An environmental engineer who earned his Ph.D. at the University of Connecticut and is now a professor at Columbia University was named a 2015 MacArthur Fellow. Kartik Chandran — who integrates microbial ecology, molecular biology and engineering to transform wastewater from a troublesome pollutant to a valuable resource — is one of 24 individuals recognized with a so-called MacArthur “genius grant.”
The program awards unrestricted fellowships to talented individuals who have shown extraordinary originality and dedication in their creative pursuits and a marked capacity for self-direction.
"My years at UConn created the foundation for a lot of work I do now."
“As a society, we are faced with multiple challenges, including lack of clean water, lack of energy, food security,” Chandran says in a video on the MacArthur Foundation website, “so our philosophy, our vision is to address these multiple challenges in conjunction and not in isolation.”
He aims to use wastewater to produce useful resources such as fertilizers, chemicals, and energy sources, as well as clean water, in a way that takes into account current climate, energy, and nutrient challenges.
In an article in UConn’s School of Engineering’s newsletter Momentum in 2012, Chandran, who earned his degree in 1999, credited his Ph.D. advisor, former environmental engineering professor Barth Smets, with introducing him to the need for processes that reduce and remove excess nitrogen from the environment.
“One of the first projects that I worked on, starting during the fall of 1997, was on improvements to the design and operation of a biological nitrogen removal plant in Connecticut,” he said, “and this really set the tone for my research and technology development that I do currently.
“My years at UConn created the foundation for a lot of work that I do now, and the concepts, ideologies, and work ethic that I learned while at UConn permeate my activities even today.”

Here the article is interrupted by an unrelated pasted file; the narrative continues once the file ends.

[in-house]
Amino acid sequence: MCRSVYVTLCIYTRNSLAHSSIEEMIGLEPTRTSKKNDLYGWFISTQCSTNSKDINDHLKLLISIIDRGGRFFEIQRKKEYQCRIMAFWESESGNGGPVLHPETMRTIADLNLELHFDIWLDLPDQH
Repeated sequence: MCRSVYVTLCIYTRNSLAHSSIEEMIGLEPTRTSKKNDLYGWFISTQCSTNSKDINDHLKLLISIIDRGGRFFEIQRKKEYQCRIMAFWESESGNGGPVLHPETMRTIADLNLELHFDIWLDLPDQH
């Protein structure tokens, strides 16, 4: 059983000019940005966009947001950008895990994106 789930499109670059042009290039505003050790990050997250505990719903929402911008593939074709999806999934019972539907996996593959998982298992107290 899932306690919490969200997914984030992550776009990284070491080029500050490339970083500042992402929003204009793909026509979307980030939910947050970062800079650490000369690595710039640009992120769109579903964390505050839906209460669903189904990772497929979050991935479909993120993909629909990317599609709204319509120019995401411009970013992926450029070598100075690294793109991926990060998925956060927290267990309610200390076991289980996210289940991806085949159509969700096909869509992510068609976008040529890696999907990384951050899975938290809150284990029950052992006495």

Chandran, who went to high school in Bangalore, tailors his solutions to local circumstances. One example of his field work is in rural Ghana, where he has re-engineered source-separation toilets to not only provide sanitation but also recover nutrients for agricultural use. In Kumasi, Ghana, he is testing the large-scale conversion of sludge into biofuel, while also providing new training opportunities for local engineers and managers.
Chandran says he would like to use the resources afforded by the MacArthur Foundation to apply the innovations he is developing to address global needs.
After earning his doctorate at UConn in 1999, Chandran spent a further two years at UConn as a postdoctoral research fellow. He went on to work as a senior technical specialist with the private engineering firm Metcalf and Eddy of New York Inc., and a research associate at Virginia Polytechnic Institute and State University. He is now an associate professor in the Department of Earth and Environmental Engineering at Columbia University.
— Excepted from UCONN TODAY
(Photo: John D. & Catherine T. MacArthur Foundation)